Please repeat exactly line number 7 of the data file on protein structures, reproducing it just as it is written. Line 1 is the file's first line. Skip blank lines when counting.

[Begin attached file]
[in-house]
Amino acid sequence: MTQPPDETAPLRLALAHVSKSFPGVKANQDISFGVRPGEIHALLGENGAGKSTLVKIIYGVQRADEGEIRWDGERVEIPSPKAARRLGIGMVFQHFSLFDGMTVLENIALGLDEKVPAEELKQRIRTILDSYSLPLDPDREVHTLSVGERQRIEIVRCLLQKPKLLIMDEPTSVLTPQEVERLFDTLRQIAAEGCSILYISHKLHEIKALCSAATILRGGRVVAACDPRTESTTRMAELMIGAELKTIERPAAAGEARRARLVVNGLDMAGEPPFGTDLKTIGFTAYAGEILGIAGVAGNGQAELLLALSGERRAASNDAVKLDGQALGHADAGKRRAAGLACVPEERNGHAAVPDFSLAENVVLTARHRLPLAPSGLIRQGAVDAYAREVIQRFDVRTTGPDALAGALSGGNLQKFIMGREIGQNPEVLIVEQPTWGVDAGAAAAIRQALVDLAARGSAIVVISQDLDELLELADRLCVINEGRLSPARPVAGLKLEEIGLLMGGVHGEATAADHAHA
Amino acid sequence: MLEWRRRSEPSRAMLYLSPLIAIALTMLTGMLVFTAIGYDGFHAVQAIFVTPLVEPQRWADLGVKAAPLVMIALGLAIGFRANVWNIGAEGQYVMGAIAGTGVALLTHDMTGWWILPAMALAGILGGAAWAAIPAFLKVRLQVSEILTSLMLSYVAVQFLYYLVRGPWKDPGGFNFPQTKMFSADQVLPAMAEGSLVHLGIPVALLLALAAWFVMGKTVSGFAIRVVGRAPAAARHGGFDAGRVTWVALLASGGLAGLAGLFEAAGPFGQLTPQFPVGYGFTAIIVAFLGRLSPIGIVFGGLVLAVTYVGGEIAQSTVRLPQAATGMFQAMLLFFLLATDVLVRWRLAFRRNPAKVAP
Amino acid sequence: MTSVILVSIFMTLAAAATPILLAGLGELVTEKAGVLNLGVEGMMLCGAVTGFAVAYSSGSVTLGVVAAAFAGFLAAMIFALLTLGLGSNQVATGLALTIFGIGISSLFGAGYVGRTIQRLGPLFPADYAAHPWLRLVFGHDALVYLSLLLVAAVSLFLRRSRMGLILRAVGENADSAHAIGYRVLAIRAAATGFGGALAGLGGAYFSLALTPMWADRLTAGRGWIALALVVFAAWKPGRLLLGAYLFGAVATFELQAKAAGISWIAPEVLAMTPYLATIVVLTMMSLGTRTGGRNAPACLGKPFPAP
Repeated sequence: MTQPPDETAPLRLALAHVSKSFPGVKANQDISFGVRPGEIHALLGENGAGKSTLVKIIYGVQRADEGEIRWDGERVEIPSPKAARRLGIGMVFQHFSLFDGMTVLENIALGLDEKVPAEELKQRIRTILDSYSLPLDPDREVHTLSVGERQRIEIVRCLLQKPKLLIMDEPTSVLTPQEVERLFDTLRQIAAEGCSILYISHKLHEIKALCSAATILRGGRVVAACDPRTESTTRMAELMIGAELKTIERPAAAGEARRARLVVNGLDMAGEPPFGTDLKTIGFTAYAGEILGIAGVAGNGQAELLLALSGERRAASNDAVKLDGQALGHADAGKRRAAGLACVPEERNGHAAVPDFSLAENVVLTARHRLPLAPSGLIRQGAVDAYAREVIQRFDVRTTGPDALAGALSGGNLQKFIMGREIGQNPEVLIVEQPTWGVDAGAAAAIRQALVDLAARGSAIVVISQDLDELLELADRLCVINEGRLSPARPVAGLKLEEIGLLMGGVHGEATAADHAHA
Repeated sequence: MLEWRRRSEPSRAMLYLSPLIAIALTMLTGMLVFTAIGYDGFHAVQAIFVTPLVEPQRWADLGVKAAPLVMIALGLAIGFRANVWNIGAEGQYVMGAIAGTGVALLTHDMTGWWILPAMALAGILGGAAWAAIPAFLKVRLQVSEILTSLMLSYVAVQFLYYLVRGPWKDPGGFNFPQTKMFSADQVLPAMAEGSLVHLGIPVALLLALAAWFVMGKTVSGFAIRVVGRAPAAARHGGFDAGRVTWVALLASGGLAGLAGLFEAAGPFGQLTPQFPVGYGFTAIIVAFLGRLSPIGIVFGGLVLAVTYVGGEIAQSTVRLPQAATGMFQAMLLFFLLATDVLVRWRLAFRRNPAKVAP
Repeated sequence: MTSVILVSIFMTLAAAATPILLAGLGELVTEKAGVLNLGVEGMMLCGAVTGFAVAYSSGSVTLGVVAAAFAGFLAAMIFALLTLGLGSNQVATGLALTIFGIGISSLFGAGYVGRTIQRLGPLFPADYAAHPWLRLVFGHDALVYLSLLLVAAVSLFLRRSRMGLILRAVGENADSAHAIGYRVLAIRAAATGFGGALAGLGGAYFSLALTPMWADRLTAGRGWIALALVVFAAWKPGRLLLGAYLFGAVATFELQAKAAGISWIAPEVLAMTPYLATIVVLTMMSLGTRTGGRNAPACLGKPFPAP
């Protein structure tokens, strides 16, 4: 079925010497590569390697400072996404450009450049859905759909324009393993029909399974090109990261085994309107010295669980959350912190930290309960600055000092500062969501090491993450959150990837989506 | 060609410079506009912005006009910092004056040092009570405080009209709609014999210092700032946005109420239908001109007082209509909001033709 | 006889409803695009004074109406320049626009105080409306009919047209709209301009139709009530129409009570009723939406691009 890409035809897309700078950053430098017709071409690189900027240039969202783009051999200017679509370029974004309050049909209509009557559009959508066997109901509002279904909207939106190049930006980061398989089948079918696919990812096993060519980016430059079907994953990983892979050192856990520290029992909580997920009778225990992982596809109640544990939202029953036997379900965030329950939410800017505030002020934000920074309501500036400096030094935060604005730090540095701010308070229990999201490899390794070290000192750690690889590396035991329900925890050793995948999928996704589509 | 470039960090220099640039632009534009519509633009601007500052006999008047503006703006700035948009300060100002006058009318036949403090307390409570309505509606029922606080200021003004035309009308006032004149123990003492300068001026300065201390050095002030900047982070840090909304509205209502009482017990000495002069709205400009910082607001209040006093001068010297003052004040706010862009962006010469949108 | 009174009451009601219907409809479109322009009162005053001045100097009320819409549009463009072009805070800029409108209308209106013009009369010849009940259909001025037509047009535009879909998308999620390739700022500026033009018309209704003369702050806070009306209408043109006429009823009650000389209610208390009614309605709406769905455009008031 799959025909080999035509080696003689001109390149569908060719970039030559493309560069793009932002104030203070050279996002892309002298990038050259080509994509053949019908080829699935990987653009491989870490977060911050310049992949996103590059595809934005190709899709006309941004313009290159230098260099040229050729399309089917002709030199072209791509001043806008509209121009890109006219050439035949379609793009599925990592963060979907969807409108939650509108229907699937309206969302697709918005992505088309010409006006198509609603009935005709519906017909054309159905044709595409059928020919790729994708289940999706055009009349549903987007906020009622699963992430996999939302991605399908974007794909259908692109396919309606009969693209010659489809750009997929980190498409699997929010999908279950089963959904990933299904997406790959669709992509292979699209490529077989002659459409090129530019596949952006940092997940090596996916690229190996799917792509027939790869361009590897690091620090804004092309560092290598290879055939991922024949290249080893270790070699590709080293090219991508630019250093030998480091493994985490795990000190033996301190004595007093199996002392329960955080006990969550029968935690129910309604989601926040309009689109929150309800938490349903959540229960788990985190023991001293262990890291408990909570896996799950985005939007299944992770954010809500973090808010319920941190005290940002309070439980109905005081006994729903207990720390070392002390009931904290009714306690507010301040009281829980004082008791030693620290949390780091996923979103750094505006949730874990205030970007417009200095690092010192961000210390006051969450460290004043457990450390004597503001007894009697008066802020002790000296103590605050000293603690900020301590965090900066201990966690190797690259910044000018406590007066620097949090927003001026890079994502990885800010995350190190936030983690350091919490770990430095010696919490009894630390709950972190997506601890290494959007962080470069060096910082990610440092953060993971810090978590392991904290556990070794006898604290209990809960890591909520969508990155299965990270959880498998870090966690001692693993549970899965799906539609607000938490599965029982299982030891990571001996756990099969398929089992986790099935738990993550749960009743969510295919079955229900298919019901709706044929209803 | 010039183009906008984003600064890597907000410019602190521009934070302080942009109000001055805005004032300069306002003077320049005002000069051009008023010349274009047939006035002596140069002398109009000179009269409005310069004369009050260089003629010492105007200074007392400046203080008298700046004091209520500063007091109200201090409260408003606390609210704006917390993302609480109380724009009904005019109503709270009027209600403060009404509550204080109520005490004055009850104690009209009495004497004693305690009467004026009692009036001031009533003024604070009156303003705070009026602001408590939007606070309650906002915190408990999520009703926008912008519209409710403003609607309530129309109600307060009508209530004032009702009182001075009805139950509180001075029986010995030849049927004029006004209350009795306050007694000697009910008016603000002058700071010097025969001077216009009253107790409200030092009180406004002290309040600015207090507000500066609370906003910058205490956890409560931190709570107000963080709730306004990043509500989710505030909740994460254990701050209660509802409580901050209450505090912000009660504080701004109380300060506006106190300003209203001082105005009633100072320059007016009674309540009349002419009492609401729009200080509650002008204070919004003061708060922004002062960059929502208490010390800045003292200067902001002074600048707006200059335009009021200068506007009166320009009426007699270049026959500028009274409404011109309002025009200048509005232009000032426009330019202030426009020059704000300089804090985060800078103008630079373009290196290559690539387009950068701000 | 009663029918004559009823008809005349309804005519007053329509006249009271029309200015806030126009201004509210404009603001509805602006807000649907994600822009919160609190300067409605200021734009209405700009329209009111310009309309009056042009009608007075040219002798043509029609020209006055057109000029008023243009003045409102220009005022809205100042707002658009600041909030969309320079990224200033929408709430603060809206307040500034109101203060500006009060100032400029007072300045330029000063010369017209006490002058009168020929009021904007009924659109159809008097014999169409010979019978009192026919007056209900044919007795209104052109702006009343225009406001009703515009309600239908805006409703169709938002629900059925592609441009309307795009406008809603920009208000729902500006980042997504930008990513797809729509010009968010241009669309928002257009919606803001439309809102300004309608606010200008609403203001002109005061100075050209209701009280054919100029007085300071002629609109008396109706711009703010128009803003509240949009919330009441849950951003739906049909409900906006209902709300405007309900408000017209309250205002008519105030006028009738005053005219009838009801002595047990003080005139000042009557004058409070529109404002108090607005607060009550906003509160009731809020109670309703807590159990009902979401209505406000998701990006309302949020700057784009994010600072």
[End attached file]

Repeated sequence: MTSVILVSIFMTLAAAATPILLAGLGELVTEKAGVLNLGVEGMMLCGAVTGFAVAYSSGSVTLGVVAAAFAGFLAAMIFALLTLGLGSNQVATGLALTIFGIGISSLFGAGYVGRTIQRLGPLFPADYAAHPWLRLVFGHDALVYLSLLLVAAVSLFLRRSRMGLILRAVGENADSAHAIGYRVLAIRAAATGFGGALAGLGGAYFSLALTPMWADRLTAGRGWIALALVVFAAWKPGRLLLGAYLFGAVATFELQAKAAGISWIAPEVLAMTPYLATIVVLTMMSLGTRTGGRNAPACLGKPFPAP